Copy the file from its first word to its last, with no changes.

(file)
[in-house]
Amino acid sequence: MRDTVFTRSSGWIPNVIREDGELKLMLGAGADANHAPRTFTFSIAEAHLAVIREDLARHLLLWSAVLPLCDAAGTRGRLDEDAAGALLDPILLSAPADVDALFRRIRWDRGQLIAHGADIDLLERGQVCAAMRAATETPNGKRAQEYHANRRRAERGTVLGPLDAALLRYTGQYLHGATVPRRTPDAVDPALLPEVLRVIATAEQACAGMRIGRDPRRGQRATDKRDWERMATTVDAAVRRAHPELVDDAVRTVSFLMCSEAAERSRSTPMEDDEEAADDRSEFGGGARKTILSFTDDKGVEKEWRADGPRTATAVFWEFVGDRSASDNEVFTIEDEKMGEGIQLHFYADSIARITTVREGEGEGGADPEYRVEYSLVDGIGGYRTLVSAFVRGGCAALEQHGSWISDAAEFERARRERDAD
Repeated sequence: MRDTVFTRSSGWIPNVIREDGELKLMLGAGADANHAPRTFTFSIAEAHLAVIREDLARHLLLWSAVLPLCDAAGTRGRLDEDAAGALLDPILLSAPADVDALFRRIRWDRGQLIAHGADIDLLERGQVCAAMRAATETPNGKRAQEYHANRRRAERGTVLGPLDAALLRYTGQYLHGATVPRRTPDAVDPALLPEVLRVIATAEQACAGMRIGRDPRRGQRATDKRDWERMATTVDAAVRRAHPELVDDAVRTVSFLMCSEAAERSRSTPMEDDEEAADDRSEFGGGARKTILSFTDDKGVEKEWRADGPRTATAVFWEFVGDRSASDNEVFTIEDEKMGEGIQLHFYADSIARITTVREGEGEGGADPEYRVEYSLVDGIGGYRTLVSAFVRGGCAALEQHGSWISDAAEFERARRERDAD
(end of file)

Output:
[in-house]
Amino acid sequence: MRDTVFTRSSGWIPNVIREDGELKLMLGAGADANHAPRTFTFSIAEAHLAVIREDLARHLLLWSAVLPLCDAAGTRGRLDEDAAGALLDPILLSAPADVDALFRRIRWDRGQLIAHGADIDLLERGQVCAAMRAATETPNGKRAQEYHANRRRAERGTVLGPLDAALLRYTGQYLHGATVPRRTPDAVDPALLPEVLRVIATAEQACAGMRIGRDPRRGQRATDKRDWERMATTVDAAVRRAHPELVDDAVRTVSFLMCSEAAERSRSTPMEDDEEAADDRSEFGGGARKTILSFTDDKGVEKEWRADGPRTATAVFWEFVGDRSASDNEVFTIEDEKMGEGIQLHFYADSIARITTVREGEGEGGADPEYRVEYSLVDGIGGYRTLVSAFVRGGCAALEQHGSWISDAAEFERARRERDAD
Repeated sequence: MRDTVFTRSSGWIPNVIREDGELKLMLGAGADANHAPRTFTFSIAEAHLAVIREDLARHLLLWSAVLPLCDAAGTRGRLDEDAAGALLDPILLSAPADVDALFRRIRWDRGQLIAHGADIDLLERGQVCAAMRAATETPNGKRAQEYHANRRRAERGTVLGPLDAALLRYTGQYLHGATVPRRTPDAVDPALLPEVLRVIATAEQACAGMRIGRDPRRGQRATDKRDWERMATTVDAAVRRAHPELVDDAVRTVSFLMCSEAAERSRSTPMEDDEEAADDRSEFGGGARKTILSFTDDKGVEKEWRADGPRTATAVFWEFVGDRSASDNEVFTIEDEKMGEGIQLHFYADSIARITTVREGEGEGGADPEYRVEYSLVDGIGGYRTLVSAFVRGGCAALEQHGSWISDAAEFERARRERDAD